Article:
Exercising upside down is the latest celeb fitness craze

Meet the topsy turvy posers! Exercising upside down is the latest celeb fitness craze, but can you recognise these stars who love to shape up the wacky way

  • Exercising upside down is new trend for celebrities, according to fitness gurus  
  • One personal trainer says handstands are ‘a complex physiological achievement’
  • Some experts even say the rush of blood to the head can help get rid of wrinkles  
  • Former Dragons’ Den star Duncan Bannatyne is one person to get in on the trend 

Relaxation for the rich and famous comes in many guises. While sipping ice-cold champagne on the deck of a yacht or frolicking in turquoise surf on a Caribbean island are among the most obvious, these days they are just as likely to be found unwinding upside down.

Health club boss Duncan Bannatyne showed off some extraordinary yoga moves on Instagram this week, hanging, bat-like, from the ceiling of his yoga studio. 

The 70-year-old was suspended via a complicated harness in a shot taken by his 39-year-old wife.

Nicole Scherzinger is one celebrity who has bought into the new trend of exercising upside down

Elizabeth Hurley shows off her impressive handstand skills in a picturesque beach location 

Instagram has been flooded with pictures of upside-down celebrities. Whether it’s via ropes, straps or a simple handstand against a tree, a perfectly poised ‘inversion’ is 2019’s must-do trend.

Going topsy-turvy is the perfect way to show off a toned body, or youthfulness and playfulness beyond your years. 

What’s more, not only will you look impressively athletic, spending time upside down also comes with a host of health benefits.

Geri Halliwell (left) gets a rush of blood to the head while working out with ropes, while Naomi Campbell (right) chooses to use the wall as leverage 

‘The ability to do a handstand is a complex physiological achievement,’ says celebrity personal trainer Cornel Chin. ‘You need good balance, upper body strength, core strength and plenty of confidence.’

You’ll also be using a huge number of muscles in your upper body. ‘Going upside down is fantastic strength training,’ agrees Tim Allardyce, clinical director of Surrey Physio.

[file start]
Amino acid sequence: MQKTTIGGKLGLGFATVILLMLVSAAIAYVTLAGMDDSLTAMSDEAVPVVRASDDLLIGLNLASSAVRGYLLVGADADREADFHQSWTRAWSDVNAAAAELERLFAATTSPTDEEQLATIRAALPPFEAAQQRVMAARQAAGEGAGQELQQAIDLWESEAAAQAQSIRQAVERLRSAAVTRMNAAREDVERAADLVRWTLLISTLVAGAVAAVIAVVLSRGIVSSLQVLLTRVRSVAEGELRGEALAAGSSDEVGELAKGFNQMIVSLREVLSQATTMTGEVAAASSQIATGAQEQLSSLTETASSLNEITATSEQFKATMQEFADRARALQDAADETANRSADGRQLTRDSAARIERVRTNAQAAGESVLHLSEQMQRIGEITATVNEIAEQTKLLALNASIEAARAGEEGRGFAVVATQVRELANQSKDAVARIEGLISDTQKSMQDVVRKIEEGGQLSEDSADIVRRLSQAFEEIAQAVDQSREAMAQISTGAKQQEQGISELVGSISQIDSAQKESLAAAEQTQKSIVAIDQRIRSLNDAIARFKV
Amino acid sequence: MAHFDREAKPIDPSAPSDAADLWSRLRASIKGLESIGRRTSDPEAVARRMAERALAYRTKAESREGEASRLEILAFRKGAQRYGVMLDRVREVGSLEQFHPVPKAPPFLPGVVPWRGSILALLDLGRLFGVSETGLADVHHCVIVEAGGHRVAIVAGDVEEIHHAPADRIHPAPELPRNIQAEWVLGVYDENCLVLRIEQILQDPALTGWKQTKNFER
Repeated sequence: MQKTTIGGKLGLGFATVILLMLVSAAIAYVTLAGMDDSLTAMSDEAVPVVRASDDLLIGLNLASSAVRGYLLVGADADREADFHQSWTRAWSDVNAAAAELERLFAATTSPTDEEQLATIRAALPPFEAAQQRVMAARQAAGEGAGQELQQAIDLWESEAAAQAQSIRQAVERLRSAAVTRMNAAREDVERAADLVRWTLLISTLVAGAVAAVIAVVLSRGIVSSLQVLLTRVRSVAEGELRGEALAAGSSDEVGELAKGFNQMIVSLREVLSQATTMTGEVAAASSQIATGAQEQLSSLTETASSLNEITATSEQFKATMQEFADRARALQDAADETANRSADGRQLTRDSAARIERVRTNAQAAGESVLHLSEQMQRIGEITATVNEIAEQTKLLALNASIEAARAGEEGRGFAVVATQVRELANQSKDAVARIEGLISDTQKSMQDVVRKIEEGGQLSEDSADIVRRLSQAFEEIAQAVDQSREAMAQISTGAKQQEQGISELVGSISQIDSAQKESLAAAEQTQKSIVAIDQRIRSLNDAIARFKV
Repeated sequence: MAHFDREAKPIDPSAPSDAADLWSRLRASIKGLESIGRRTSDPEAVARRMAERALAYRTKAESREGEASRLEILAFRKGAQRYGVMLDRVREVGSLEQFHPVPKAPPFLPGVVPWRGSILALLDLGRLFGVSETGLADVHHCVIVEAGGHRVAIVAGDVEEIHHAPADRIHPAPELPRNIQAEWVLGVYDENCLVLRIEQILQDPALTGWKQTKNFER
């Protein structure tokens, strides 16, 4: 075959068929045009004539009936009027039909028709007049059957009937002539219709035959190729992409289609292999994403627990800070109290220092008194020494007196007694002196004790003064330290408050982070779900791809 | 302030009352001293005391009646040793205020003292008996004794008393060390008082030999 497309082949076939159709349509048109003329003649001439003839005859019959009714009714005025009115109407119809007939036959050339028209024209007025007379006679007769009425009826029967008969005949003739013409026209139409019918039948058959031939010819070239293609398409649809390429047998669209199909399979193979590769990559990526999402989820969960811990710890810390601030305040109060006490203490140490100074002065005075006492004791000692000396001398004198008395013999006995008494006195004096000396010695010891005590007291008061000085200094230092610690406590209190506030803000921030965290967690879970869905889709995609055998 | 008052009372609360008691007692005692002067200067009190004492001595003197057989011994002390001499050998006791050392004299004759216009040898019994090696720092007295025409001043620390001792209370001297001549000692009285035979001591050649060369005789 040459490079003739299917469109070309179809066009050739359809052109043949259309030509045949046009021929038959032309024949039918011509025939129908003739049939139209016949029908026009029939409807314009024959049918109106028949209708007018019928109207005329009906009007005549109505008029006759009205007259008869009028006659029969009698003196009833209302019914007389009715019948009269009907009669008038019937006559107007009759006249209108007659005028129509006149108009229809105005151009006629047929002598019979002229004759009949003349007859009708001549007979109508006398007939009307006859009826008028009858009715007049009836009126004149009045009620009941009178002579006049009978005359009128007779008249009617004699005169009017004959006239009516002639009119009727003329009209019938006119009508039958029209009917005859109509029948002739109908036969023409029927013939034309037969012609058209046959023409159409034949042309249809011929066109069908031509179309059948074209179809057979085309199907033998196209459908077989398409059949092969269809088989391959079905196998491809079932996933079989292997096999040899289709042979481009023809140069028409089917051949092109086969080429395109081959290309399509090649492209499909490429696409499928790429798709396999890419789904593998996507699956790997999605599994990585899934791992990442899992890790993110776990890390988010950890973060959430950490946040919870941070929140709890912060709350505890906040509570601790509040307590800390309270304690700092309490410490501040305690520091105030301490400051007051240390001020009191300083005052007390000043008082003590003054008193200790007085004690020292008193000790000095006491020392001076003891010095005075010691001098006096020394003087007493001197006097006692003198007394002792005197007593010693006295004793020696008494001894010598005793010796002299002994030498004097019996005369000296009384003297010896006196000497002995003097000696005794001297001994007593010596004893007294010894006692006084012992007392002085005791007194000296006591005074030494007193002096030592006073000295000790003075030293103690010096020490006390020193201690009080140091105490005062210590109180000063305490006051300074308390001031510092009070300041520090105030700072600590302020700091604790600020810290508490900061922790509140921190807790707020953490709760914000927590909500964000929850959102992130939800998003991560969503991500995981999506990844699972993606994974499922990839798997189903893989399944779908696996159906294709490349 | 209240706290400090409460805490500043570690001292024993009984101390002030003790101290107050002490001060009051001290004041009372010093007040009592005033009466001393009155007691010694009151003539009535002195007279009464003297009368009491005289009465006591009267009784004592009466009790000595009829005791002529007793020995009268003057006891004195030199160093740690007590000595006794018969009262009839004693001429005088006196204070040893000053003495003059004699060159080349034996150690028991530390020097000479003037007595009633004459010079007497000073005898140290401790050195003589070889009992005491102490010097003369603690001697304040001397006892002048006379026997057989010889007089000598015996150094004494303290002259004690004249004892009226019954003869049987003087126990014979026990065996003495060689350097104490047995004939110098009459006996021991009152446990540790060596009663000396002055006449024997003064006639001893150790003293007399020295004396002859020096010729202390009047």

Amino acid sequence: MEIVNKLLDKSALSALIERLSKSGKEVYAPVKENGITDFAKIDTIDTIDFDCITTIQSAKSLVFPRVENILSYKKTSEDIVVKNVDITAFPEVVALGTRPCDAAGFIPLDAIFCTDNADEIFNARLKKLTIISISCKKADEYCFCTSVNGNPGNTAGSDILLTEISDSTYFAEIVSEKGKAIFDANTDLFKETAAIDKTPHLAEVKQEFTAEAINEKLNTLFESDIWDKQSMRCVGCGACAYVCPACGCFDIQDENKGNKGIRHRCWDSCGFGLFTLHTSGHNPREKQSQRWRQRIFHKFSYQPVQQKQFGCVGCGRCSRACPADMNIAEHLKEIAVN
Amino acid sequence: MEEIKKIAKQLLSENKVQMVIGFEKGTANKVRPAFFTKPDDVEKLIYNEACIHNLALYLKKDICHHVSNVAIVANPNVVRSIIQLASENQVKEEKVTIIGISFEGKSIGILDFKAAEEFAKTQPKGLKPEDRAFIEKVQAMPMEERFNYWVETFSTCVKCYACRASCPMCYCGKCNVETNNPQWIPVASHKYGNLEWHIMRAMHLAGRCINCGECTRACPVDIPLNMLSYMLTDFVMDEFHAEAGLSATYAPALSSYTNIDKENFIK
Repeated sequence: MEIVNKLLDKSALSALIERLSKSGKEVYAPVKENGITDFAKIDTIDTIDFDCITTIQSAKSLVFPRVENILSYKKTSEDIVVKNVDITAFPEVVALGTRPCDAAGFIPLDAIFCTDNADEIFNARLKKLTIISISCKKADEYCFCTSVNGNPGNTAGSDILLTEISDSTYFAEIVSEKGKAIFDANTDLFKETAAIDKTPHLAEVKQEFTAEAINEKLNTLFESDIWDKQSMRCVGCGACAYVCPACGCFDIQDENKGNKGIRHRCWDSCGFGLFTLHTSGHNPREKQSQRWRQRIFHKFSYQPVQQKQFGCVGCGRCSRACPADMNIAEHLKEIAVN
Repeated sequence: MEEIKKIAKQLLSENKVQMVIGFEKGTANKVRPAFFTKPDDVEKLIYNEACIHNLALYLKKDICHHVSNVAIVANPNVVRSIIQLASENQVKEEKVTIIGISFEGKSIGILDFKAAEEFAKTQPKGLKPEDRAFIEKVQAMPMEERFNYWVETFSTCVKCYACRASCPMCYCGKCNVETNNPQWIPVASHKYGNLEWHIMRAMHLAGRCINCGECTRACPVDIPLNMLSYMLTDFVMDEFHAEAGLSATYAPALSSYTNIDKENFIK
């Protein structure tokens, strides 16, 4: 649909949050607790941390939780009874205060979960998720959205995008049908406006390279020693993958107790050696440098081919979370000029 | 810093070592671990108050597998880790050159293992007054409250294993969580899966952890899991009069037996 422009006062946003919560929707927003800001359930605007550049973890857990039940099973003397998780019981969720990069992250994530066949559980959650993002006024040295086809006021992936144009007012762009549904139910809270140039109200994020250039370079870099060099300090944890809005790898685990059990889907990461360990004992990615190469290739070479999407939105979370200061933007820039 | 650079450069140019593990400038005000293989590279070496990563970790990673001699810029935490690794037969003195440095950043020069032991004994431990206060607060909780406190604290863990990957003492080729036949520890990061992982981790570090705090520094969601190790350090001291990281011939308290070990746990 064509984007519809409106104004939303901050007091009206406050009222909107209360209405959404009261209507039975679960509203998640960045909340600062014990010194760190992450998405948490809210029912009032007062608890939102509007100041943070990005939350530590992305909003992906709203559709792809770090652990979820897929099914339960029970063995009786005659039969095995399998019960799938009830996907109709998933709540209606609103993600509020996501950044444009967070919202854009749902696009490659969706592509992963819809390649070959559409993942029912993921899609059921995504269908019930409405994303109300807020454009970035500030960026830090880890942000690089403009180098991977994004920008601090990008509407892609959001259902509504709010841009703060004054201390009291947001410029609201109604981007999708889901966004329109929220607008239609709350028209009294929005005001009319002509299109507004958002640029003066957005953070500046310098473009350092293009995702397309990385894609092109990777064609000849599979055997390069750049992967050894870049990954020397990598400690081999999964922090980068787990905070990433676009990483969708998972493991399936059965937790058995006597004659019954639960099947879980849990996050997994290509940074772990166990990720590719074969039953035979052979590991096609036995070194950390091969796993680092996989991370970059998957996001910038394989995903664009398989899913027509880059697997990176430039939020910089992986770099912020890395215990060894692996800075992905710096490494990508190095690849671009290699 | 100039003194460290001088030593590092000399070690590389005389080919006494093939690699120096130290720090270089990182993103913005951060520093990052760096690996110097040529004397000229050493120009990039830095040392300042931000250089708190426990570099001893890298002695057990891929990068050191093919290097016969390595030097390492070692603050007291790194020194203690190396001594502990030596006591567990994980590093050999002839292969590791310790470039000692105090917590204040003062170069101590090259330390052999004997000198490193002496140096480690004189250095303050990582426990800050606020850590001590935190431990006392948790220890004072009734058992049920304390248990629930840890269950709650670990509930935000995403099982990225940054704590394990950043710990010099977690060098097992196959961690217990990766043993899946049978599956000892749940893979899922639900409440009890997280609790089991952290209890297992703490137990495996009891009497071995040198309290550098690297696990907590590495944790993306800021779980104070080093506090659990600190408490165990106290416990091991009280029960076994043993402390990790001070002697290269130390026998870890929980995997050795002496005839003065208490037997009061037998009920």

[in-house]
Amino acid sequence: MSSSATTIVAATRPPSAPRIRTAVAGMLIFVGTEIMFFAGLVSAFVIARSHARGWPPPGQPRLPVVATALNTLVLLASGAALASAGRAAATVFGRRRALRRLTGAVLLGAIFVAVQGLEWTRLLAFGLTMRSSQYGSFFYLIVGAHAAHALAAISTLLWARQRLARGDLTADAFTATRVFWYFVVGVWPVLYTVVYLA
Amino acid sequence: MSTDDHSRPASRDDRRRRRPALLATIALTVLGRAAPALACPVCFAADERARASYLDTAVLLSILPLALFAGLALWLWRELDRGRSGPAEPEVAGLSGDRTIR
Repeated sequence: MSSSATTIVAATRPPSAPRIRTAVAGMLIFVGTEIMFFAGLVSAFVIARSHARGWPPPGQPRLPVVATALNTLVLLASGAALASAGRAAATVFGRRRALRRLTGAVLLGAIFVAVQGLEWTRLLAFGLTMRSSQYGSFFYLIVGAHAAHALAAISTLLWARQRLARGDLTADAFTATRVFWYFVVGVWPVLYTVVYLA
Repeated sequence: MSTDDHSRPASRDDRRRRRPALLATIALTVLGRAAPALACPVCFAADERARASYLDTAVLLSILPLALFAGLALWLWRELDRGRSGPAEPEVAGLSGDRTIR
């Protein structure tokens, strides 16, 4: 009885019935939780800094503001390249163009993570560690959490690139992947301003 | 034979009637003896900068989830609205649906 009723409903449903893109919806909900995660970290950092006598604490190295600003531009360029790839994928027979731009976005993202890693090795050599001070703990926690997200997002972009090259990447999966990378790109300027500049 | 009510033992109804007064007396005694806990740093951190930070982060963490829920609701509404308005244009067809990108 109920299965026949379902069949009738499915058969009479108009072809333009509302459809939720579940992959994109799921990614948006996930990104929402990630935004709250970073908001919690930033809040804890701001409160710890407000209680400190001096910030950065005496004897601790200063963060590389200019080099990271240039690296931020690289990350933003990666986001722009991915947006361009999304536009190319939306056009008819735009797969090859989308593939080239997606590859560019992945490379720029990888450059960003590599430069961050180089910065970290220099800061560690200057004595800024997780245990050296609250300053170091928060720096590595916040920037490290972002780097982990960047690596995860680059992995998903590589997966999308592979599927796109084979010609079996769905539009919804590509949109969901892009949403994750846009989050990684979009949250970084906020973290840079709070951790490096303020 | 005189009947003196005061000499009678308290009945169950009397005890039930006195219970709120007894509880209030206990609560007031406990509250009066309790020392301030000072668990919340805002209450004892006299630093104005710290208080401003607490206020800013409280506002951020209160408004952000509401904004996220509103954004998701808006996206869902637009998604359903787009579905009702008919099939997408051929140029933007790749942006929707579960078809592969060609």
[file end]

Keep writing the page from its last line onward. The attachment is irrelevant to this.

Health club boss Duncan Bannatyne (left) showed off some extraordinary yoga moves on Instagram this week, while David Beckham (right) gives it a go at the gym as well

‘Legs weigh a lot, so you are having to recruit all the small, stabilising muscles around your core, shoulders and upper body.’

This will also be beneficial for posture, he adds. ‘You’re learning how to maintain a state of alignment — and you learn fast, as the stakes are high. The moment you wobble, you’re going down!’

But isn’t this sort of gymnastics just for teenagers? 

Chloe green (left) practices her headstands on a surfboard and Naomi Watts (right) keeps closer to land

Not so, says Tim, as maintaining balance is vital as we age. ‘A headstand or handstand isn’t something that comes naturally to someone older,’ says Tim. ‘But, if you’re in your 40s or 50s and able to do a handstand, then you’re incredibly fit.’

From a beautifully poised headstand on a body board in the pool, to a frankly extraordinary splits-in-the-air stance, all of these celebrities demonstrate immense levels of body conditioning.

A handstand increases blood flow to the brain and the digestive system, and some experts say the rush of blood to the head can plump out wrinkles, too.

Tess Daly (left) takes to the backyard to go upside down. Britney Spears (right) is another celeb to practice her handstands on the beach

Yoga expert Paul Selvey, founder of Power Flow Yoga, says: ‘It can give skin a rosy glow and the fun nature of doing a handstand can release the well-being neurotransmitter serotonin.’

Some experts even say that regular handstands help regularise hormone production and lead to a better sex life.

All of this doesn’t mean you should throw caution to the wind and upend yourself against the nearest wall, of course. ‘Be very careful,’ says Tim. 

‘If you have weak wrists, for example, this is going to be painful or impossible.’

Fearne Cotton (left) and Ella Woodward (right) show off their distinctive styles of headstands

There are also potential problems for those with heart problems or high blood pressure. And, should you suffer from glaucoma, it’s best avoided, as you are almost doubling the pressure in your eyes, warns top eye surgeon Ali Mearza.

But if you are desperate to achieve Instagram glory, experts recommend you start small, build up — and make sure there’s a soft landing such as grass or a carpet!

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